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Documentary Follows Pastor’s Harrowing Rescue Missions Out of North Korea

In “Beyond Utopia,” a Korean ministry has helped over 1,000 people escape the brutal regime.
Documentary Follows Pastor’s Harrowing Rescue Missions Out of North Korea
Image: Courtesy of Beyond Utopia / RNS

For pastor Seungeun Kim, accompanying North Korean defectors as they trek toward freedom through the jungle between Vietnam and Laos is, as he put it, “just going to work.”

“People are shocked about this rescue mission, but for me that’s part of my breakfast, lunch and dinner, morning, day and night,” Kim said in an interview conducted in Korean via translator. “It’s just regular life for me.”

Over the last 24 years, Kim estimates his organization, Caleb Mission, has helped rescue over 1,000 defectors from North Korea—in fact, he told RNS, he was in the jungle assisting defectors just days ago. But for many viewers of the new documentary, Beyond Utopia, now streaming on platforms including Amazon Prime and Apple TV, the footage of Kim’s rescue missions is extraordinary.

There’s the video of the Roh family huddled in a shack on China’s Changbai Mountain, begging Kim to provide resources for their escape. There’s the footage of the family scrambling through the jungle on foot, at night, led by brokers demanding more money. There’s the interview with the family in a safehouse, still recovering from years of North Korean propaganda, praising Kim Jong Un even while fleeing his government.

For director Madeleine Gavin—whose last project, City of Joy, documented women leaders in the Democratic Republic of the Congo—acknowledging the people of North Korea and hearing their stories is long overdue.

“I had to do it in a way that is up close and personal that really forces us to acknowledge people who we’ve ignored for such a long time,” Gavin told RNS.

Image: Courtesy of Beyond Utopia / RNS

During a trip to South Korea in 2019 to scope out ideas for a film on North Korea, Gavin met Kim, who told RNS he eventually agreed to the documentary “in order to help the people who are suffering from human rights abuses.”

That group includes the Roh family, who, around the time filming started in 2019, were informed they would be banished to an unlivable territory in North Korea for having relatives who had recently defected. The family of five fled across a river into China, where, through a series of chance encounters, they learned of Kim. The pastor mobilized his underground network and met the family in Vietnam, along with Gavin and a small film crew that captured the group’s escape through Vietnam, Laos, and to the border of Thailand.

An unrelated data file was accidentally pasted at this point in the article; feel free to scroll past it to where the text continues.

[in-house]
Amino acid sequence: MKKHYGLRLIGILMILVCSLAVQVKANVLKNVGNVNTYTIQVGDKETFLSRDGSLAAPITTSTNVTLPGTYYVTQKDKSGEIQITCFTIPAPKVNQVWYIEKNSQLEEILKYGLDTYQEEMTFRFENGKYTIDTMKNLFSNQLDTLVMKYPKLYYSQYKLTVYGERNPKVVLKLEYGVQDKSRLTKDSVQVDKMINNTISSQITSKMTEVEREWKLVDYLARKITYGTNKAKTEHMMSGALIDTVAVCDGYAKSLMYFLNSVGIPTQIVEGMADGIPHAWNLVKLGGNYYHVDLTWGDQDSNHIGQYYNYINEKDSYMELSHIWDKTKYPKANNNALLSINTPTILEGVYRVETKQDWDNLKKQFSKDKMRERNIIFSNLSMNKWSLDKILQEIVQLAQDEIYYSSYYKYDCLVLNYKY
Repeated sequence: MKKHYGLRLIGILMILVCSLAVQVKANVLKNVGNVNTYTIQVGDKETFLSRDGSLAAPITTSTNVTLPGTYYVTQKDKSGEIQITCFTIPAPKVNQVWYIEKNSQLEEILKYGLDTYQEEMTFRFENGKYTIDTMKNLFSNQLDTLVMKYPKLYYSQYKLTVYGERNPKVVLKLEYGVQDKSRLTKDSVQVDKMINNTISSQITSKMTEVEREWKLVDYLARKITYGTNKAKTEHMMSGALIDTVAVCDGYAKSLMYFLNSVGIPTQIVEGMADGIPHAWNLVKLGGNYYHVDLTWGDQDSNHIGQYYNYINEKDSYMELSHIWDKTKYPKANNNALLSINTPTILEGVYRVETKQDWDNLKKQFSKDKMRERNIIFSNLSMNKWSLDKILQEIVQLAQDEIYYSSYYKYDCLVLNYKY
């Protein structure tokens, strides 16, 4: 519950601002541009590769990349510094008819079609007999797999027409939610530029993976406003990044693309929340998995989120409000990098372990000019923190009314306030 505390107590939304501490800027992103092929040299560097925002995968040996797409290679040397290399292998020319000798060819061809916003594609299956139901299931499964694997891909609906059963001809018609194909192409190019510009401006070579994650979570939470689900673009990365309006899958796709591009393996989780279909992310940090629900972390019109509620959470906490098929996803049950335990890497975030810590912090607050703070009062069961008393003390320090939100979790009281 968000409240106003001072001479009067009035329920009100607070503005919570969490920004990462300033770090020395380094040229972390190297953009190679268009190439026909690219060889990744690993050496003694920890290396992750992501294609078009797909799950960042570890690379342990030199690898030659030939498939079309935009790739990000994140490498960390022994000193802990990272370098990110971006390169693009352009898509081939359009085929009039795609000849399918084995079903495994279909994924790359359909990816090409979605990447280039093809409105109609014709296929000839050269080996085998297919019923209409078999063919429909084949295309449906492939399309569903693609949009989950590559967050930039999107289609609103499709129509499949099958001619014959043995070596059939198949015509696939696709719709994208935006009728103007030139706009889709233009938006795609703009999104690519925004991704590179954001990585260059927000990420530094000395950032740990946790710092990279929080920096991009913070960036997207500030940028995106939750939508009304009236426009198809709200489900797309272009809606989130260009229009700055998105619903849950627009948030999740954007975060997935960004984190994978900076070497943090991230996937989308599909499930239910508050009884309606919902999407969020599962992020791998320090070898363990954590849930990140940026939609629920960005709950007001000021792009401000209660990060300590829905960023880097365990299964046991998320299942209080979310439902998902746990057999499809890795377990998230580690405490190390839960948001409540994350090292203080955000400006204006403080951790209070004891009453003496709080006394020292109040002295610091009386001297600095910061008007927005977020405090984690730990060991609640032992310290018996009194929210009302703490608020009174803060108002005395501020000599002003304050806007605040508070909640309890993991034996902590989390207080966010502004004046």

“I think, for all of us, we felt that what we were doing was so important and potentially meaningful in terms of getting the voices of North Koreans finally out to the world, that there was no turning back,” said Gavin. “As scared as everybody was at certain points, we felt we had to plow through and push through the fear because we really felt this was a necessary film.”

Coordinating these missions is a matter of faith for Kim, a Presbyterian pastor who first helped his wife, a former North Korean army commander, escape from North Korea over two decades ago. “I like to follow the Bible, which says we need to help the people who are in need, the orphans and widows. This led me to do these missions,” he said.

Gavin added that Kim’s commitment to God motivates him to not just oversee the missions, but to join defectors along the way wherever possible.

“He’s got many pieces of metal in his neck. He’s fallen off a cliff in Laos. You wouldn’t know it, but he’s always in pain. And yet he treks through the jungles. He goes on the boat across the Mekong when a group makes it that far. He has been shot at, in the past, on that boat.”

Kim is never shown proselytizing or forcing his faith on anyone, though he does pray openly and hopes the defectors experience God when prayers are answered. In a pivotal scene of the documentary, Kim prefaces a meal at a safe house in Laos with a prayer thanking Jesus for safety. At the end, he invites the Roh family to say “Amen.”